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Caribbean Journal of Education

How Changed Attitudes to Academic Writing and its Instruction May Enhance WAC

Publication Date: 
September 2008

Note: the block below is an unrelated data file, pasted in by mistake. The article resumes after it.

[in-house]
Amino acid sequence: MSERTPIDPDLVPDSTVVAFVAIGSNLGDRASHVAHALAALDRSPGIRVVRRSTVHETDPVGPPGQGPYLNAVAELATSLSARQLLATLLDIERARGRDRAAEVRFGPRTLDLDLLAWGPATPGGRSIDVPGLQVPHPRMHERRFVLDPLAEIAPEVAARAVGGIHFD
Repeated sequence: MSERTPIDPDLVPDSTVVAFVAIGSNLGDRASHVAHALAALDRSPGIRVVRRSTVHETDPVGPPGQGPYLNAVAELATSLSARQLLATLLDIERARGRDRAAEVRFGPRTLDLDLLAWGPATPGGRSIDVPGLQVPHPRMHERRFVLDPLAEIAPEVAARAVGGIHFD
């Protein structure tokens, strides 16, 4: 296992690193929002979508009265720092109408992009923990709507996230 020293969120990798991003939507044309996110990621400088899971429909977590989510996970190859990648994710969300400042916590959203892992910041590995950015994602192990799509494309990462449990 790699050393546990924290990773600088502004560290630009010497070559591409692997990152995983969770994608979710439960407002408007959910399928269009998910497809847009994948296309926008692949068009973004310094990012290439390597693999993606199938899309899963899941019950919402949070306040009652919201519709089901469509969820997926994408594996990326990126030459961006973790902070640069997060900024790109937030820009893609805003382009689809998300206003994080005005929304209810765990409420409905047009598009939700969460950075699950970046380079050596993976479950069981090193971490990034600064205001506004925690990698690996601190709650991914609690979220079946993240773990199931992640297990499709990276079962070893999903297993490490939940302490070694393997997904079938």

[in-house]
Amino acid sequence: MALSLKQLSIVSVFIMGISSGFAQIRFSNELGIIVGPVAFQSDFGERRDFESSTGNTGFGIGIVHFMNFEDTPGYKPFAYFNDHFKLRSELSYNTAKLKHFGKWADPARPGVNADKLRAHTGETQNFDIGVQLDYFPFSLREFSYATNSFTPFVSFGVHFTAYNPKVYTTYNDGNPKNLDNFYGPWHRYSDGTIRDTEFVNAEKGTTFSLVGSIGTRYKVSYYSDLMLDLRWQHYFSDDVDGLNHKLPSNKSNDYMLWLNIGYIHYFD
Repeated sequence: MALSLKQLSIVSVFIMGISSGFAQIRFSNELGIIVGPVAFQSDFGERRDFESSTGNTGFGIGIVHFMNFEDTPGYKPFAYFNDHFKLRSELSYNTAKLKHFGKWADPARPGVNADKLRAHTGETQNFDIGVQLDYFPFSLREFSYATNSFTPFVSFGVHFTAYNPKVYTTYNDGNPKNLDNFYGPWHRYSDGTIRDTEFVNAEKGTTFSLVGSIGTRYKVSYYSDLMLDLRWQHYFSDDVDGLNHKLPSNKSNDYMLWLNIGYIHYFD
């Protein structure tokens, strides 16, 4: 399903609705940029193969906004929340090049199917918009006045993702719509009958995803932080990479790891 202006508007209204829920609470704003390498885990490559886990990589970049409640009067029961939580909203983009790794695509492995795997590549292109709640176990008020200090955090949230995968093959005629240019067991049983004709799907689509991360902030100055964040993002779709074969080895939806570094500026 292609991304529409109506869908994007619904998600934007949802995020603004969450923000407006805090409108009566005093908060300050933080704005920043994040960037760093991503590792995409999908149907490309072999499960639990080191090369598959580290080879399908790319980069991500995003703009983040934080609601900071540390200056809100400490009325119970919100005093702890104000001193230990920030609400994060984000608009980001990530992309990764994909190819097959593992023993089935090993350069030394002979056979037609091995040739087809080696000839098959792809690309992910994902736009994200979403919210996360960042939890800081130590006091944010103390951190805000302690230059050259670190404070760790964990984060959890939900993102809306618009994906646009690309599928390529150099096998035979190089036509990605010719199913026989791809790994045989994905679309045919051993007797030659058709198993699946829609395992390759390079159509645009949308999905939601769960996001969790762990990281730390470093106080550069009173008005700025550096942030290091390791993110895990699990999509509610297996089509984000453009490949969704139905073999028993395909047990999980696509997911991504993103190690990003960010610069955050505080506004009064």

In this article, the author draws on the findings of a previous study of the history of writing instruction at UWI, Mona, to argue that academics' attitudes to writing and its instruction throughout most of the six-decade history of the institution suggest that large numbers of "content" faculty may not readily address the component of Writing Across the Curriculum (WAC) which requires them to be directly involved in students' writing development. This component— “writing to communicate" - overlaps with the first — "writing to learn" — but may more appropriately match the objectives of faculty who desire better writing from students. Since "writing to communicate" is informed by a social view of knowledge and writing, the author proposes that enlisting rhetoric may help academics abandon con ventional but inaccurate views of writing and realize desired improvements in students' writing in disciplines and beyond. Underlying this proposal are suggestions for both improving individual students' writing and strengthening the fledgling WAC programme.

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